[RPG] How does time work in 3.5/Pathfinder


I am wondering about preparing spells per day. How long is a day? One session?

Also some spells last 15 minutes. How long is that during a combat encounter?

Best Answer

Combat is measured in rounds. A round is 6 seconds. Note that this is not the length of a turn, but the length of a round: everyone’s turns are happening near-simultaneously, with just a slight edge to those who have higher initiative.

So there are 10 rounds to a minute, and then of course there are 60 minutes (600 rounds) to an hour, and 24 hours (1,440 minutes or 14,400 rounds) to a day.

More importantly, the general guideline is for there to be four encounters in a typical day, and each should exhaust roughly 20% of the party’s daily resources (leaving a 20% margin of error/leeway for more challenging days/allowance for recuperation for the next day). How much time takes place between these is generally a matter of plot, and of course there are lots of ways you can do things differently (more but easier fights, fewer but more dangerous fights, etc.). And, of course, this is just the guideline; you can’t do the same thing every day and still keep things interesting. An important part of DMing is knowing when and how to flout such guidelines for the sake of improving the game.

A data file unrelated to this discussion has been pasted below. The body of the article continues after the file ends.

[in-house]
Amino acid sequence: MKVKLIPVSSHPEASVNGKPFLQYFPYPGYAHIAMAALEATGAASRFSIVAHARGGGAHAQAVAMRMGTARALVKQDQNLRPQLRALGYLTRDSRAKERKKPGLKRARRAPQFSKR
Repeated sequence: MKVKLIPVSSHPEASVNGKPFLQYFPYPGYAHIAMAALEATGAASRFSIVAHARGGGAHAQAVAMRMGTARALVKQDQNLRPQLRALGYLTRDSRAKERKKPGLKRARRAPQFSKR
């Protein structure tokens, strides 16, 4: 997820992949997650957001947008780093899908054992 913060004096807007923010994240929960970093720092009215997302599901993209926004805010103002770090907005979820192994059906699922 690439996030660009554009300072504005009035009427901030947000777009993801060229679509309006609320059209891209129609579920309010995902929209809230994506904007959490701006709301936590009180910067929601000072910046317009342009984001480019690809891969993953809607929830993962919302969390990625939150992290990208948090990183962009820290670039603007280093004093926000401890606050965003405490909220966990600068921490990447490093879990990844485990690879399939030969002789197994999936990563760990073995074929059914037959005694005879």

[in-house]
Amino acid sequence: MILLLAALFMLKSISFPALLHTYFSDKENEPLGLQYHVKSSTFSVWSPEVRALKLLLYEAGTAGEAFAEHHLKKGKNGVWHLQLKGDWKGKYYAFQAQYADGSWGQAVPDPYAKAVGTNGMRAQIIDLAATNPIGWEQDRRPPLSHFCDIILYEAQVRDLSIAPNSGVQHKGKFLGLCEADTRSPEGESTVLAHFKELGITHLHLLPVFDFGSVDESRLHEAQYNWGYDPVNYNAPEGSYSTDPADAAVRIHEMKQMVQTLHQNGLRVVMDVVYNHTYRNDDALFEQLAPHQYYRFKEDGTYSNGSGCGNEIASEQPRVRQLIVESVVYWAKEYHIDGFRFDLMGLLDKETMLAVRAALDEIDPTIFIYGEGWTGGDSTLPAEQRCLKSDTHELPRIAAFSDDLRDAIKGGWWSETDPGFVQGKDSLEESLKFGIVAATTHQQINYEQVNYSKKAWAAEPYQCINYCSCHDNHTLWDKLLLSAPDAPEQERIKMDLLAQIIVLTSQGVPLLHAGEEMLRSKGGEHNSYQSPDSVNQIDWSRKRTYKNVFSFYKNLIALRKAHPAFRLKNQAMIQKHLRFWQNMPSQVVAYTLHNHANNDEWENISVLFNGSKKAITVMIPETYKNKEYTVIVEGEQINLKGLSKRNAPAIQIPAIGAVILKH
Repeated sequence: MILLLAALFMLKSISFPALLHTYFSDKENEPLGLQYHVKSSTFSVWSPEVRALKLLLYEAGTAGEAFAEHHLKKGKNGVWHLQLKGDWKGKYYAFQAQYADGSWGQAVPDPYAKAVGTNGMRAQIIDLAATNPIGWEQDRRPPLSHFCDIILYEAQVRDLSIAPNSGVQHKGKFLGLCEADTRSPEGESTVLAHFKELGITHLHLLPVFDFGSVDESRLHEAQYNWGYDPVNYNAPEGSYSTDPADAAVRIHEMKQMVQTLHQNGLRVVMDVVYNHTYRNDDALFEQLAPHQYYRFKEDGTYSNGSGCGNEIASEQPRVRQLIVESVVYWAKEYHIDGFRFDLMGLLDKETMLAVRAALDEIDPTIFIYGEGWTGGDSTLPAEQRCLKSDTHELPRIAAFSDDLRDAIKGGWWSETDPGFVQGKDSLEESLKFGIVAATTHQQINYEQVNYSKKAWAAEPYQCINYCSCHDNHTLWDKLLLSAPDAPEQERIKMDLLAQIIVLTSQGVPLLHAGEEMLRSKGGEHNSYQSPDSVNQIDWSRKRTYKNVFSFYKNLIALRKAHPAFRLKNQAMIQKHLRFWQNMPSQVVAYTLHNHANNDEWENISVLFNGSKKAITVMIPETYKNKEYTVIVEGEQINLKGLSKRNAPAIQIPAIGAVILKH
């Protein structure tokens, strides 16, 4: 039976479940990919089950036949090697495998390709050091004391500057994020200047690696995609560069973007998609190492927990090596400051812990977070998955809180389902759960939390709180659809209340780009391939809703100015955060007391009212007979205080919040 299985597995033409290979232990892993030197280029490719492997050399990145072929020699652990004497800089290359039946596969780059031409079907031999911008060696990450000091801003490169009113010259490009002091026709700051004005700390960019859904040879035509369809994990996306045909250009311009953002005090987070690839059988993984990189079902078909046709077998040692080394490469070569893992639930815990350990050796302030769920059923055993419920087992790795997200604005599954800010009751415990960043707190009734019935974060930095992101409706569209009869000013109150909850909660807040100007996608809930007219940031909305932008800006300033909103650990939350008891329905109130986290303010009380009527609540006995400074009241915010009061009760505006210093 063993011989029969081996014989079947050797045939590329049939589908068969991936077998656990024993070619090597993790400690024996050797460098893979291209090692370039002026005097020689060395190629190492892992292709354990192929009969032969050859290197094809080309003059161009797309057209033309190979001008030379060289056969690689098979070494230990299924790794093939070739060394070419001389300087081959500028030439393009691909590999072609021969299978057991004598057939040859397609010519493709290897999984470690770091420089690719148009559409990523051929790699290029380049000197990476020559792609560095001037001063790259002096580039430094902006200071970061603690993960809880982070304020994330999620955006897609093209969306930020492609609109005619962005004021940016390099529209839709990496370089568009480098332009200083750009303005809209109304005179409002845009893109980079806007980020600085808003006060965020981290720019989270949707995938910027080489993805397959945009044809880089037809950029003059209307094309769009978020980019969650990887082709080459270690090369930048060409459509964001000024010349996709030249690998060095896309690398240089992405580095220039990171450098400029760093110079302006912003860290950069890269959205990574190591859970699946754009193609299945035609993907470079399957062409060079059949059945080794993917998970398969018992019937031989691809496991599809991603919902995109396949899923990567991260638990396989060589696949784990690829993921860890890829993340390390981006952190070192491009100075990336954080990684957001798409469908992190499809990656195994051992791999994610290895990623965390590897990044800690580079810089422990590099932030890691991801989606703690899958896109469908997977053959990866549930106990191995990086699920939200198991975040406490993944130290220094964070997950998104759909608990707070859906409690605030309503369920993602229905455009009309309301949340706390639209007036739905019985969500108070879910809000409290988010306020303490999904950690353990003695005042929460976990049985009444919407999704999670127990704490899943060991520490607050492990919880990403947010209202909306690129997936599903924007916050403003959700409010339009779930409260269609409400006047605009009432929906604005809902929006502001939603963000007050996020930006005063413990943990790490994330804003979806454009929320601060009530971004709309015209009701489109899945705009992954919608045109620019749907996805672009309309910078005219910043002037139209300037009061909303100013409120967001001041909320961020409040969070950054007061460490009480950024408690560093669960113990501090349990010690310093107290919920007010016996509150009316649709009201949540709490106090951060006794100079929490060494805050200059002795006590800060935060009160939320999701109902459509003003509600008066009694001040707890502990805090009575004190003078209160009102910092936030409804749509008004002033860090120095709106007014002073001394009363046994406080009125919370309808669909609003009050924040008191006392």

Note also that players have a fair amount of control over when and where they will go places. A wizard is probably only going to be willing to venture into the dark ‘n’ scary dungeon (a technical term) when he’s out of spell slots if things are truly dire and urgent; otherwise he’s going to be strongly pushing for the group to stop and rest. Same with a fighter who’s running low on health, or what have you.

A Note on Spells Per Day

Worth noting: arcane and divine spellcasters have different rules for defining a “day” in terms of when they get their spells back.

For divine spellcasters, they simply have a particular hour in which they are supposed to be praying – clerics of a sun god might pray at dawn, or high noon, while a druid of the twilight lady of the forest (a deity I just now made up) would likely pray at dusk. Unlike arcanists, divine spellcasters do not require sleep to refresh their spells.